But I can’t let Jonah Lehrer off the hook completely. In his introduction and conclusion, he describes A Book About Love as the story of his own redemption, and of his search for meaning in the midst of abject misery. (At one point Lehrer more or less compares himself to the Holocaust survivor Viktor Frankl, who also grew from “a suffering man into a loving man.”) “People change,” he writes. “That simple fact is one of the great themes of the longitudinal studies in this book.” Has Lehrer really changed? Has Evil Jonah turned into Good Jonah? He’s daring me to ask the question, so I guess I ought to answer.

I don’t think there are fabrications in the book; I think it’s honest in that sense. But I did find at least a hint of Lehrer’s old pathology—his self-destructive impulse to cut corners.

Take, for example, his account of Harry Harlow’s classic work from 1958, in which baby monkeys were reared with dolls fashioned from either wire mesh or terrycloth. Lehrer’s latest version of this story is pretty much the same, paragraph by paragraph, as the one he used in How We Decide, seven years ago. (In turn, that older version was pretty clearly cribbed, with only passing reference, from Deborah Blum’s 2002 book, Love at Goon Park: Harry Harlow and the Science of Affection.)

Here’s a portion of the recycled text:

A Book About Love (2016)

To minimize the spread of disease, Harlow kept the animals in individual cages, away from parents and siblings. … The resulting litter of primates looked bigger and healthier than their peers in the wild.

But the appearance of these young monkeys hid a devastating loneliness. Because their short lives had been defined by total isolation, they proved incapable of even the most basic social interactions. In the company of other primates, they appeared nervous and withdrawn, staring at the floor. … For the Wisconsin scientists, these troubled primates demonstrated the developing mind needed more than proper nutrition. But what did it need?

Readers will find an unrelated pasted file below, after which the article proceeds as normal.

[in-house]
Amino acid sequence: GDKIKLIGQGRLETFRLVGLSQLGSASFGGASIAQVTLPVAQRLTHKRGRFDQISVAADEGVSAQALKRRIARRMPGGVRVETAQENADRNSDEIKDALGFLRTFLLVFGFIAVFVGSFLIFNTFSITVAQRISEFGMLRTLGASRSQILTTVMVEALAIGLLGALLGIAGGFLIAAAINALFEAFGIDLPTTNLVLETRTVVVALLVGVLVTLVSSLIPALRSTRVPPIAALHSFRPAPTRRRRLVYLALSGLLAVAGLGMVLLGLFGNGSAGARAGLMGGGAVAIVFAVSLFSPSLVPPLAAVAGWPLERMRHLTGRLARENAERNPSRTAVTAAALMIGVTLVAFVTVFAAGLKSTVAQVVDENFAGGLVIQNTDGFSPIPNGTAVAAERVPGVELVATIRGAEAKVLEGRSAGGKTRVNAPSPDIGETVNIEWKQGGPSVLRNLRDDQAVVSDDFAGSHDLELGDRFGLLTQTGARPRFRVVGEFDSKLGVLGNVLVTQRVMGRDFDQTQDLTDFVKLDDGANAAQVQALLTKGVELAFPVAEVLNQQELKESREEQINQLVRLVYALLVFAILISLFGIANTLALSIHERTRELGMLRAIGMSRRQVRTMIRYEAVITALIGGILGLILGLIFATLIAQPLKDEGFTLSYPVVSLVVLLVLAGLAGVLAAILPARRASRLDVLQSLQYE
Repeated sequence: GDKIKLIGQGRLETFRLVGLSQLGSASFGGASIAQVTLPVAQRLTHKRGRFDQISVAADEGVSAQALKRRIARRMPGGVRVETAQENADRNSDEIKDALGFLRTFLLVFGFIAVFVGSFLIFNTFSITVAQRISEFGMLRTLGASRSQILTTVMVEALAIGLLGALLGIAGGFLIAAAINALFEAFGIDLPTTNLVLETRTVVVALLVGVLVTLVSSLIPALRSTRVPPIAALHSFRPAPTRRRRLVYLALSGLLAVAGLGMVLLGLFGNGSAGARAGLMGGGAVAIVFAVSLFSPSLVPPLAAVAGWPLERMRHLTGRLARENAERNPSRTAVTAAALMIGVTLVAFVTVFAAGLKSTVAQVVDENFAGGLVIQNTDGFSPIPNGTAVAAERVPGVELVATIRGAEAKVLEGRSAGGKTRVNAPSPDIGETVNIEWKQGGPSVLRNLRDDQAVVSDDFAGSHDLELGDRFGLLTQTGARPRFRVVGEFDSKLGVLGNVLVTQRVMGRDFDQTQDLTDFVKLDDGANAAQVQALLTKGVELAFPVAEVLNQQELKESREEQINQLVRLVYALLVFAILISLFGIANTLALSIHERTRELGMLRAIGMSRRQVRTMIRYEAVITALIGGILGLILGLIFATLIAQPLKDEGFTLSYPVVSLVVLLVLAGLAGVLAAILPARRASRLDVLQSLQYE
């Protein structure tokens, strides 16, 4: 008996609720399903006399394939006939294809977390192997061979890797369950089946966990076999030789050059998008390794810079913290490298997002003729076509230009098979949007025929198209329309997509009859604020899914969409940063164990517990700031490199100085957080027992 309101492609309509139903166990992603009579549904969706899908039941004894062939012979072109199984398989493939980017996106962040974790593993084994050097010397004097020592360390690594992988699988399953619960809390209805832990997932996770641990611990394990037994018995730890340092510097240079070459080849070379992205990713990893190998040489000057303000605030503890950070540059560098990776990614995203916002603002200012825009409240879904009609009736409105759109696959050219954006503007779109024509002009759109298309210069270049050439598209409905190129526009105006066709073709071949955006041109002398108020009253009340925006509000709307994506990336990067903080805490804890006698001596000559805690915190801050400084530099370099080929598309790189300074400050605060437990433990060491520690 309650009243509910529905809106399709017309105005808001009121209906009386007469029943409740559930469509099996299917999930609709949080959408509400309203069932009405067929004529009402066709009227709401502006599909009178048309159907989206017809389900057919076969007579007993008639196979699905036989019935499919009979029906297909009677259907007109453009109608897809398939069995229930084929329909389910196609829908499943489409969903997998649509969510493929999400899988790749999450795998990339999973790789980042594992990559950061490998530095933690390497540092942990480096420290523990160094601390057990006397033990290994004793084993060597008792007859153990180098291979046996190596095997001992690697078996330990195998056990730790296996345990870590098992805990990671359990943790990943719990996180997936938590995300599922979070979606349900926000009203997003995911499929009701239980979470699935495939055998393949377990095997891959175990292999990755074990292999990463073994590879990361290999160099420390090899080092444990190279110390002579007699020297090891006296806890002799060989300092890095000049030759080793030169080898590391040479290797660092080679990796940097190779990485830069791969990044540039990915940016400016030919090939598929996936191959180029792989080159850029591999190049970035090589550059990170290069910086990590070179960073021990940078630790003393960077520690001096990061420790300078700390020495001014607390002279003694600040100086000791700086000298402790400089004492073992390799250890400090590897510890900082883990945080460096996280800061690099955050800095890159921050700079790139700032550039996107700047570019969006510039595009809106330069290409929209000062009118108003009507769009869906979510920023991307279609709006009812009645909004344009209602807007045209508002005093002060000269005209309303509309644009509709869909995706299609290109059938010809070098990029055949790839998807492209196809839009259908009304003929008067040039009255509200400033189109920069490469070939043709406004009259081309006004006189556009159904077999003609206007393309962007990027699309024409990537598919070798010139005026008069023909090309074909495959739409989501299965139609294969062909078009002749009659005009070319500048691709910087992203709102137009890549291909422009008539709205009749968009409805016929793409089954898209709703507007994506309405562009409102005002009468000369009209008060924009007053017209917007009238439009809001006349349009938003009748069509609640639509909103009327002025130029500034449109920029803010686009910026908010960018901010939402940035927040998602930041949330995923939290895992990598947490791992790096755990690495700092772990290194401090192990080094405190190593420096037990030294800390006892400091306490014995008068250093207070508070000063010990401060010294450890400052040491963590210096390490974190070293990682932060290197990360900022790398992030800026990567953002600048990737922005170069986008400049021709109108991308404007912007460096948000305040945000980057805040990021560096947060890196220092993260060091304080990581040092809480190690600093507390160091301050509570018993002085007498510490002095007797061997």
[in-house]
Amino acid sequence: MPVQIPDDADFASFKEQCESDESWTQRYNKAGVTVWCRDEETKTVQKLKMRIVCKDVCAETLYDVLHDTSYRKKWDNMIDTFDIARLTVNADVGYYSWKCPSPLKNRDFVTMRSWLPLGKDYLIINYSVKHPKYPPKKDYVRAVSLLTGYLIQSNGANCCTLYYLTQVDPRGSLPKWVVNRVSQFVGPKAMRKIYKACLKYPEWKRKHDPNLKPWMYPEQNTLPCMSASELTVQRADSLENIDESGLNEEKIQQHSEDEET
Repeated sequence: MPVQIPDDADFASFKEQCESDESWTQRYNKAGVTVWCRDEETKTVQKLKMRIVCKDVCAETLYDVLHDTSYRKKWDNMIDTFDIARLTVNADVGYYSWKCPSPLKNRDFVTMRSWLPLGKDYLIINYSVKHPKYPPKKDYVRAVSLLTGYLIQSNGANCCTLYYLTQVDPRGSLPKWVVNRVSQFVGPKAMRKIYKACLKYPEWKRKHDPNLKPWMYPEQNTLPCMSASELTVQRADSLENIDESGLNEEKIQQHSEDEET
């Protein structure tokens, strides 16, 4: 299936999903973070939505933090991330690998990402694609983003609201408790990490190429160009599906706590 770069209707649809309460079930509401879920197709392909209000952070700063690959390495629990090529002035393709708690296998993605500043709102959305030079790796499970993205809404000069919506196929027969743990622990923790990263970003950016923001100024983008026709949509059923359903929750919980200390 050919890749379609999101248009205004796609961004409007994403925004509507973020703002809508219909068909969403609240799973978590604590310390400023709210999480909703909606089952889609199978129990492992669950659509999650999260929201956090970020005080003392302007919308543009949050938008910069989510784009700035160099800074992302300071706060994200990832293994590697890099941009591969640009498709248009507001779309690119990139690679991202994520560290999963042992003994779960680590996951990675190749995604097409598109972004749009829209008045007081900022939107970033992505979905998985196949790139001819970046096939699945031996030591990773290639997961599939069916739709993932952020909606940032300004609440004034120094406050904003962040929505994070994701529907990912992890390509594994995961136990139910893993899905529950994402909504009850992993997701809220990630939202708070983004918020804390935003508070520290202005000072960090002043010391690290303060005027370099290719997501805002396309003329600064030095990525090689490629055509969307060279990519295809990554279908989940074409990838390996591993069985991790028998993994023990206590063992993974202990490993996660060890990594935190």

How We Decide (2009)

In order to minimize the spread of disease, Harlow never let the babies interact with one another. The result was a litter of primates that were bigger and stronger than their peers from the wild.

But the physical health of these young monkeys hid a devastating sickness: they had been wrecked by loneliness. Their short lives had been defined by total isolation, and they proved incapable of even the most basic social interactions. … When they encountered other monkeys, they would shriek in fear, run to the corners of their cages, and stare at the floor. …

For Harlow, these troubled baby monkeys demonstrated that the developing mind needed more than proper nutrition. But what did it need?

This is so imprudent as to be insane. In 2013, Lehrer’s publisher yanked How We Decide from bookstore shelves and offered refunds to his readers. Now, in his comeback effort, Lehrer has copy-pasted from his own besmirched and error-ridden work.

The passage above hasn’t changed that much. Neither has he.